Security through obscurity

In cryptography and computer security, security through obscurity (sometimes security by obscurity) is a controversial principle in security engineering, which attempts to use secrecy (of design, implementation, etc.) to ensure security. A system relying on security through obscurity may have theoretical or actual security vulnerabilities, but its owners or designers believe that the flaws are not known, and that attackers are unlikely to find them.

For example, if somebody stores a spare key under the doormat in case they are locked out of the house, then they are relying on security through obscurity. The theoretical security vulnerability is that anybody could break into the house by unlocking the door using the spare key. However, the house owner believes that the location of the key is not known to the public, and that a burglar is unlikely to find it. In this instance, since burglars often know likely hiding places, the house owner would be poorly advised to do so.

In cryptography, the reverse of security by obscurity is Kerckhoffs' principle from the late 1880s, which states that system designers should assume that the entire design of a security system is known to all attackers, with the exception of the cryptographic key: "the security of a cypher resides entirely in the key". Claude Shannon rephrased it as "the enemy knows the system". Historically, security through obscurity has been a very feeble reed on which to rely in matters cryptographic. Obscure codes, cyphers, and crypto systems have repeatedly fallen to attack regardless of the obscurity of their vulnerabilities.

The full disclosure movement goes further, suggesting that security flaws should be disclosed as soon as possible, delaying the information no longer than is necessary to release a fix or workaround for the immediate threat.


Arguments against security by obscurity

Many argue that security through obscurity is flawed. If a system's security depends solely or primarily on keeping an exploitable weakness hidden, then, clearly, if that weakness is discovered, the security is easily compromised. It is argued that keeping the details of widely-used systems and algorithms secret is difficult. In cryptography, for example, there are a number of examples of proprietary ciphers becoming public knowledge, either by reverse engineering (e.g. A5/1), or by a leaked description (e.g. RC4).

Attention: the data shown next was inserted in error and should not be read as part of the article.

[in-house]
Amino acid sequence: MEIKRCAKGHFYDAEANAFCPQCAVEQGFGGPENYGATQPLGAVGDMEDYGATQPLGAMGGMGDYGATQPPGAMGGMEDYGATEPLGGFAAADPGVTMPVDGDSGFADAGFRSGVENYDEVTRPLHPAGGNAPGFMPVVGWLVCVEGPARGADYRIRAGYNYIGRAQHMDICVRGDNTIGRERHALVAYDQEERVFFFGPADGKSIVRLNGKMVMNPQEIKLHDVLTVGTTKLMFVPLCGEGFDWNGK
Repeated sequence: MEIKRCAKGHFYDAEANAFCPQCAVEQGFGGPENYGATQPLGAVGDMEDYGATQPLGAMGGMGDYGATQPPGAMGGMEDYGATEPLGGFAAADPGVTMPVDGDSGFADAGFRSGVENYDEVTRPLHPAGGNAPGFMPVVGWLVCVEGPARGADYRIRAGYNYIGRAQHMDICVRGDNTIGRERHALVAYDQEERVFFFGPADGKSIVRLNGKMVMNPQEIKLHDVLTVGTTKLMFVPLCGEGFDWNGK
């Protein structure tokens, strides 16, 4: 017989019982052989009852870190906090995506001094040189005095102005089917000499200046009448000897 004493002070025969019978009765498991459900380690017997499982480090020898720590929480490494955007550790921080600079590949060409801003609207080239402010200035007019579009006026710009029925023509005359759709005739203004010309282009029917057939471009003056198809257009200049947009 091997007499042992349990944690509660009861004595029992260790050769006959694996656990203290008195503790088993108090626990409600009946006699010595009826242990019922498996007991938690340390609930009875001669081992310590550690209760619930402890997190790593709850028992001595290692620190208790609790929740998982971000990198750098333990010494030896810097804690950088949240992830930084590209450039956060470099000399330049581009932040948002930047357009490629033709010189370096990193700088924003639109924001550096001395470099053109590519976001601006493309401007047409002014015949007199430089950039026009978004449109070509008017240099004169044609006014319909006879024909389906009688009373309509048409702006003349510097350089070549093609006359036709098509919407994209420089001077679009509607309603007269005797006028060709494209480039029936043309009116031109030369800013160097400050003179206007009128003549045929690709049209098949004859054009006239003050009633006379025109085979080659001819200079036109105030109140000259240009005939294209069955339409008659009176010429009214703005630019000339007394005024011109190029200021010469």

Furthermore, keeping algorithms and protocols unpublished means that the ability to review the security is limited only to a few. It is argued that allowing everyone to review the security will mean that any flaws or weaknesses can be identified and fixed sooner.

In practice

Operators and developers/vendors of systems that rely on security by obscurity often keep the fact that their system is broken secret, to avoid destroying confidence in their service or product and thus its marketability. It is possible that this may amount in some cases to fraudulent misrepresentation of the security of their products, though application of the law in this respect has been less than vigorous, in part because terms of use imposed by vendors as a part of licensing contracts have (more or less successfully) disclaimed their apparent obligations under statutes and common law in many jurisdictions requiring fitness for use or similar quality standards.